2. 2. Contents Contents 1. Executive Summary............................................................................................... 3 2. Purpose of this paper ............................................................................................ 3 3. Who this paper is at .............................................................................................. 3 4. What is OTT TV .................................................................................................... 3 5. What is DRM and why do we need it? .................................................................... 3 6. Likely drivers for Adoption of Marlin ....................................................................... 4 6.1. Three Screens ................................................................................................ 4 6.2. Portability or ‘place shifting’ ............................................................................. 4 6.3. Time shifting .................................................................................................. 5 6.4. Availability of connected CE ............................................................................. 5 6.5. Marlin – YouView (Canvas) DRM ...................................................................... 6 6.6. Personalisation ............................................................................................... 6 6.7. Diversification of Stakeholders ......................................................................... 6 7. How is Marlin organised ........................................................................................ 6 7.1. MDC & MTMO ................................................................................................. 6 7.2. MTMO ............................................................................................................ 6 7.3. MPP (Marlin Partner Program) ......................................................................... 6 8. What versions of Marlin are available? .................................................................... 7 9. Market Adoption ................................................................................................... 7 9.1. Deployments .................................................................................................. 7 9.2. Standards ....................................................................................................... 7 9.3. Studios ........................................................................................................... 8 10. Why Marlin is well placed ................................................................................... 8 11. What’s the downside to DRM? ............................................................................ 9 12. Conclusion ......................................................................................................... 9 13. How Can BCi help? ............................................................................................. 9 14. Appendix ........................................................................................................... 9 Copyright 2010 BCi Ltd (www.bci.eu.com). Reproduction or reference must cite BCi and White Paper title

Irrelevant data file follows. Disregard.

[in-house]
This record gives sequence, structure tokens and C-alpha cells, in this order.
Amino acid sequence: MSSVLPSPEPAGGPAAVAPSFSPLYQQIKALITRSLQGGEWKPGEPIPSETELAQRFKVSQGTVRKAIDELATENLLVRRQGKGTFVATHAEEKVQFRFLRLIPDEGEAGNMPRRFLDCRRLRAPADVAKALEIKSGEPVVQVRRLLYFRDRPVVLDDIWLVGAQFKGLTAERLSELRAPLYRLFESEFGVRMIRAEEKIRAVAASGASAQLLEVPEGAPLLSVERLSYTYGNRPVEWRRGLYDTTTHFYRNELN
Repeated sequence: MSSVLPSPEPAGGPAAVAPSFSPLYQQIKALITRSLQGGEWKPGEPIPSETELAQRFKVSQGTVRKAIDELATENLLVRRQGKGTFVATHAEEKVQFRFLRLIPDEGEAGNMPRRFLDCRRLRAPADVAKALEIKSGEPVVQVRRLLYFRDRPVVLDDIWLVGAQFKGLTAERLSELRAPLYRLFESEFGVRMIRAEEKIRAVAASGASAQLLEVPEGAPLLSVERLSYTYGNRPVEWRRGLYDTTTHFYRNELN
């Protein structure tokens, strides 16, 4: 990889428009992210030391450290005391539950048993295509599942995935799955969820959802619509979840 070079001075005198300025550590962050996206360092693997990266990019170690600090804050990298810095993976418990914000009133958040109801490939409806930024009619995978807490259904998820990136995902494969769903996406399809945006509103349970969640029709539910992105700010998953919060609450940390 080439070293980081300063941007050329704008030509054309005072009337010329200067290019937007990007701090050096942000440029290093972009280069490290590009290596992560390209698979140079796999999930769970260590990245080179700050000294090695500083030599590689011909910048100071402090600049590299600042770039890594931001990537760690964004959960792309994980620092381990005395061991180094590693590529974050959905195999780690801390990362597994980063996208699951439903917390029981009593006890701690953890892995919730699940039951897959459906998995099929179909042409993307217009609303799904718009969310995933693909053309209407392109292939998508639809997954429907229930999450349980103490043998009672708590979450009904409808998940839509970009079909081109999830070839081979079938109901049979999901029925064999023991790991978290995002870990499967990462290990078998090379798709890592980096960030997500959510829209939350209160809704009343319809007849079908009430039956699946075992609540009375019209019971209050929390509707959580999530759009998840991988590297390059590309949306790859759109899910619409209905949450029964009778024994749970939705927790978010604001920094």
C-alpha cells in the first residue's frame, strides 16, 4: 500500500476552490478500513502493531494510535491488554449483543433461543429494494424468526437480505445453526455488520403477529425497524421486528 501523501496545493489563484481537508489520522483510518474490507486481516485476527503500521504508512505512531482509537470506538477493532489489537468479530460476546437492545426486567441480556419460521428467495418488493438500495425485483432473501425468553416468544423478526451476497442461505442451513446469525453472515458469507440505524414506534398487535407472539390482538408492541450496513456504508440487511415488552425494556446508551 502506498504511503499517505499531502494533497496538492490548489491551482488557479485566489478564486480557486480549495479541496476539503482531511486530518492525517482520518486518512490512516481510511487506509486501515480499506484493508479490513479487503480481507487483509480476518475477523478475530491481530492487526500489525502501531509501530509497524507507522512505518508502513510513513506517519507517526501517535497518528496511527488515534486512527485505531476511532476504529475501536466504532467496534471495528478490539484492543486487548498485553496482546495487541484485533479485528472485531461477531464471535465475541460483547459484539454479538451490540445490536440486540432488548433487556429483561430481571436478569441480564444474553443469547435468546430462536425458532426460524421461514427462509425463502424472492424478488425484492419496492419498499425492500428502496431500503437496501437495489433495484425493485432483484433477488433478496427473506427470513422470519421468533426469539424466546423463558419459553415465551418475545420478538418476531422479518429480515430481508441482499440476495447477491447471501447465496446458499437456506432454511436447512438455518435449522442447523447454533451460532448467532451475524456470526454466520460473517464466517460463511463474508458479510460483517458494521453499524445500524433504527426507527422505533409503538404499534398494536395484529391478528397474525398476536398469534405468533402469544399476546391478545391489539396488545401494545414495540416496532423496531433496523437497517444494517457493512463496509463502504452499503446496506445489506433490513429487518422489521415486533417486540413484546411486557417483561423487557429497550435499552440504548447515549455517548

3. 3. 1. Executive Summary Protection of internet delivered content remains a difficult issue for content owners and consumers alike. Content owners worry about piracy of content in the ‘cloud’, whilst protagonists of free access can be anti-DRM and see it as a denial of ‘fair-use’ freedoms. Can DRM keep all parties happy? An open DRM system that provides content protection but flexibility in the deployment that allows for diverse means of consumption would seem to address the concerns of both ends of the DRM debate. Other influential factors include: an ecosystem of supporting technology and service organisations, multi-screen access, place-shifting content, time-shifting content, availability of ‘connected’ CE devices and the ability to make it personal to the user. Marlin DRM ticks these boxes and it is starting to be selected in OTT TV deployments (e.g. YouView), has been selected as a core component of the OIPF and is actively used by Sony (for Sony Network) and Philips (for Net TV). CE Vendors (and other OTT TV stakeholders) are becoming a huge competitive threat to the traditional Pay TV Operators. They are offering customers access to a rich source of content, often without subscription, by purchasing a CE device – typically a TV. 2. Purpose of this paper This paper will describe the drivers in the adoption of DRM systems in OTT TV. The analysis focuses on the open source solution from Marlin and will attempt to identify its role now and how it is likely to fare in the future. Although there are many parallels with the music industry the paper will retain a video content focus. 3. Who this paper is aimed at This paper is aimed at CXO’s, Engineers, Marketers, Sales, just about anyone with an interest in the subject. 4. What is OTT TV Over the Top Television provides a means to view content that is available over the Internet. It will typically be delivered via a broadband connection and so bypass the traditional providers of TV services - hence the term Over the Top Television. Examples of current OTT TV services include video hosting services like YouTube, films direct from the studios (e.g., Warner Brothers) or even niche content from micro-operators and individuals. Viewing this content will be achieved either via a PC (possible now) or through a more integrated approach via an Over the Top TV-enabled Set Top Box or ‘connected’ Television. Whilst traditional linear TV will still continue to provide the backbone of home viewing for some time, it is likely to be increasingly demoted in the home in favour of OTT TV services as the primary means to watch your favourite content. Over the Top Television represents a fundamental shift in TV consumption and whilst it brings many opportunities it will also carry many challenges. 5. What is DRM and why do we need it? DRM is a broad term used to describe a number of techniques for restricting the free use and transfer of digital content. DRM is used in a number of media files, but most commonly associated with Audio and Video files. The case for DRM is that without such a system in place to ensure that only paying consumers can access content, piracy will become commonplace, thereby drastically reducing profits for producers and distributors. Many Copyright 2010 BCi Ltd (www.bci.eu.com). Reproduction or reference must cite BCi and White Paper title